# What is the difference between Saddle points and Lagrangian points between Earth and the Sun?

I am studying MOND bubble effects in the Solar System (Paper). In "mond habitats.." (last reference) first page, the author says MOND bubbles reside on the saddle points but I fail to understand the differences from Lagrangian points. Can anyone explain this to me?

• I believe those saddle points are Lagrangian points. I think the author calls them saddle points because not all Lagrangian points are saddle points (namely L4 and L5). Dec 7 '14 at 21:17
• He makes a direct reference to L1 not being a saddle point, though.. Dec 8 '14 at 11:46
• when using classical Newtonian physics, then those Lagrangian points are saddle points, however with MOND for example the L1 point turns into one stable point surrounded by two unstable points, see the figure on page 6. Dec 8 '14 at 15:36
• We (NASA) have actual tests of the L1 and L2 points (from the Earth-Sun system) due to spacecraft orbits around these potential minima. We know from experience that they are not stable orbits, they are saddle points because we need to perform station keeping maneuvers every few months or so. So I am confused as to why one would use MOND if it gives the wrong answer. Is there an advantage to this theory for some purpose? Jan 1 '15 at 18:26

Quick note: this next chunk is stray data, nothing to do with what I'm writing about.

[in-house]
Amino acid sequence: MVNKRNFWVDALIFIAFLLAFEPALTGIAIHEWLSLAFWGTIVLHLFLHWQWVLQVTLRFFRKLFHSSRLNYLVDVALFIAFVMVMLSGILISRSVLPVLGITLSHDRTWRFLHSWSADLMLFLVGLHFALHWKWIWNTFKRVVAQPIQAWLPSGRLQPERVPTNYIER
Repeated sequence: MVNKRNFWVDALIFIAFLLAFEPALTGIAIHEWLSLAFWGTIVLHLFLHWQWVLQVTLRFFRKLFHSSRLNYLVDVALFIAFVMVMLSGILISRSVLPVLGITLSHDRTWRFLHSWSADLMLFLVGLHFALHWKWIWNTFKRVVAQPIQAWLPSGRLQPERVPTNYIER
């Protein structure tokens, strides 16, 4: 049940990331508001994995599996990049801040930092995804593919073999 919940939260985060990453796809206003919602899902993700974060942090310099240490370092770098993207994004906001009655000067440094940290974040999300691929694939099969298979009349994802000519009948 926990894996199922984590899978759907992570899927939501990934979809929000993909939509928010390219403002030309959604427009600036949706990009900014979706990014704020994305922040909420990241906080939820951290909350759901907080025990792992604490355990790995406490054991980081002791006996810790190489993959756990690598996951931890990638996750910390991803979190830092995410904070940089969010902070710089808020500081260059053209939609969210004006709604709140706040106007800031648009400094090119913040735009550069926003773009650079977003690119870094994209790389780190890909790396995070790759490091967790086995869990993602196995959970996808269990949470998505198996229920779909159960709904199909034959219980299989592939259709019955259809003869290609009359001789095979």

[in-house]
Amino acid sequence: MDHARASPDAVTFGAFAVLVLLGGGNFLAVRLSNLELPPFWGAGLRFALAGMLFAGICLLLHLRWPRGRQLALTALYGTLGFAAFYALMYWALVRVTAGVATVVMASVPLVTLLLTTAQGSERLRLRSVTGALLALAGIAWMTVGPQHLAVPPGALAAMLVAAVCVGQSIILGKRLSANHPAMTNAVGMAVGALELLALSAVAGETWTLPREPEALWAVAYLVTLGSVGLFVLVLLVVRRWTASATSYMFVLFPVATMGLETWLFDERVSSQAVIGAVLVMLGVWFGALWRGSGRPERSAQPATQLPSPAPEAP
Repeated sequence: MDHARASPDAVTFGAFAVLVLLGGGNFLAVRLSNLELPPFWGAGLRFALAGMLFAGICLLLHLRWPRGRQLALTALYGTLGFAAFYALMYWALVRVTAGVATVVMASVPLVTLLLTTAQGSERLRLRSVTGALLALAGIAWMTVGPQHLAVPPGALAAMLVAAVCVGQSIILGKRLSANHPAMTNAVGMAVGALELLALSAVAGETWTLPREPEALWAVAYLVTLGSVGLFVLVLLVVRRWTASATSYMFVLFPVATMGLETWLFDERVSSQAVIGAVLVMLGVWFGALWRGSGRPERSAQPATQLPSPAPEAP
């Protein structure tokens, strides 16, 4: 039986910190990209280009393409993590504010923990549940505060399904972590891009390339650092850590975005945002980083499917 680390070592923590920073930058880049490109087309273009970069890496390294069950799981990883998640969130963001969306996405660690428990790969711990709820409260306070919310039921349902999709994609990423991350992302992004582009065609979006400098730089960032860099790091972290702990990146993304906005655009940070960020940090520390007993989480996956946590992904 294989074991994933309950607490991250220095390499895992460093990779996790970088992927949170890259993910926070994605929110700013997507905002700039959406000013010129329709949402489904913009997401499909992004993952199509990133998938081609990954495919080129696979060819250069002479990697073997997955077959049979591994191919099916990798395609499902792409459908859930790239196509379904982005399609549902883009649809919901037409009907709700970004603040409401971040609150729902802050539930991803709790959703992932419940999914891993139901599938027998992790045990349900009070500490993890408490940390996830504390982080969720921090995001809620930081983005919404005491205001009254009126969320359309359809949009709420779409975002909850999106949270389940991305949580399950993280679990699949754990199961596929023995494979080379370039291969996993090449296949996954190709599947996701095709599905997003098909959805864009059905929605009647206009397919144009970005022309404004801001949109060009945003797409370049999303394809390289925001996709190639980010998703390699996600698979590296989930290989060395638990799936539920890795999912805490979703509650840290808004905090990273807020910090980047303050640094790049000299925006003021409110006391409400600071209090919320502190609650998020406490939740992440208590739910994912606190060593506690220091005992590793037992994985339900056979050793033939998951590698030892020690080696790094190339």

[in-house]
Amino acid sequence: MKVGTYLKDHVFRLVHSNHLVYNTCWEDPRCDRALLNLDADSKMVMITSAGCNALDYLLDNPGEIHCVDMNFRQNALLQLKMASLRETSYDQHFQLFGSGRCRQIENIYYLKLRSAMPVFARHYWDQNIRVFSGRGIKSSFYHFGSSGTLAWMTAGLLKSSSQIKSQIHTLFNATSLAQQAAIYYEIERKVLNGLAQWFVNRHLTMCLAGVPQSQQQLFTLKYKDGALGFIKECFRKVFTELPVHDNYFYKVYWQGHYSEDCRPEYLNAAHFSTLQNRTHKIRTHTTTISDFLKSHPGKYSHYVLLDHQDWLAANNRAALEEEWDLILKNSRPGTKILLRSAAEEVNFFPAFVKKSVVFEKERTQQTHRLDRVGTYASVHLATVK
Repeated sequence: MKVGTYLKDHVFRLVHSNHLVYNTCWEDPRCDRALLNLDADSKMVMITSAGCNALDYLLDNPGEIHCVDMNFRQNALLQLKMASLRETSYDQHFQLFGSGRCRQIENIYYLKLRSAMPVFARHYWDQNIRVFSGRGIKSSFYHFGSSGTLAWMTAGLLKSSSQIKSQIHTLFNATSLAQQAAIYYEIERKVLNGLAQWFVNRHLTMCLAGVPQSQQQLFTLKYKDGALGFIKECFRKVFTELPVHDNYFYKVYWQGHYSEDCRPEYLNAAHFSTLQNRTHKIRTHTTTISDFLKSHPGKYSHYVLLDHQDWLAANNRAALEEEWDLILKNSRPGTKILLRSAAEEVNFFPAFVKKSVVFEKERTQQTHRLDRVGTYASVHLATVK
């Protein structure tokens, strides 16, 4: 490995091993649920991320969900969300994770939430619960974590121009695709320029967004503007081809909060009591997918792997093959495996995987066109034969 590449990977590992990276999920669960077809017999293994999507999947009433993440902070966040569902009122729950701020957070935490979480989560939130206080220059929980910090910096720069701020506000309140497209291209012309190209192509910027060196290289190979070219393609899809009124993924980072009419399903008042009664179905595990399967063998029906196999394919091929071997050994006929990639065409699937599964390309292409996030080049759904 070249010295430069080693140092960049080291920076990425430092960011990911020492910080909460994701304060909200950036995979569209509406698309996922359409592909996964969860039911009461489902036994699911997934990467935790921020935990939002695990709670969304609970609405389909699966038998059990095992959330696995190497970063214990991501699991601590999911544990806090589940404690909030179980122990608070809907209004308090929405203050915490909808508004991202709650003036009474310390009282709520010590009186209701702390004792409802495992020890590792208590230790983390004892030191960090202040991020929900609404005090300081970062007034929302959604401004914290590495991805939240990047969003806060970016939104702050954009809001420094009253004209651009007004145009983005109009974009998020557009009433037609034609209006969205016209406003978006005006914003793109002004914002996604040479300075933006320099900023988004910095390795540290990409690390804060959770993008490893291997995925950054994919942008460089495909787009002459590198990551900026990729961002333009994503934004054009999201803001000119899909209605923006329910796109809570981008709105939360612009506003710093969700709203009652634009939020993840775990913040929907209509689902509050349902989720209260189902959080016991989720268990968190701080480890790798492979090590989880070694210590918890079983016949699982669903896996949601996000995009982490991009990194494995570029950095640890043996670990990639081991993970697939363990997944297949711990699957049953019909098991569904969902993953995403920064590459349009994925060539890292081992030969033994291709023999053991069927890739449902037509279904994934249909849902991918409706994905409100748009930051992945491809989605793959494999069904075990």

• Oh, one should also be careful of micron-sized dust and nanodust. These particles are moving at tens of km/s and can produce accumulated damage to spacecraft. A recent astronomy mission ran into issues with their ability to focus their images because they underestimated the amount of nanodust. Apparently, the dust levels were high enough to produce enough vibrations to blur their images. Jan 1 '15 at 18:28

## 1 Answer

In case you still want to know, here is my two cents. In MOND (the paper you referenced uses TeVeS the relativistic cousin of MOND) the potential is modified due to the introduction of an acceleration parameter a0. At accelerations below this value MONDian behaviour takes over. This means that the saddle point of the potential between two bodies is shifted away from the purely Newtonian L1. See for example figure 7 in this report:

https://engineering.purdue.edu/people/andrew.d.cox.2/pubs/2016_AAS_CoxHow.pdf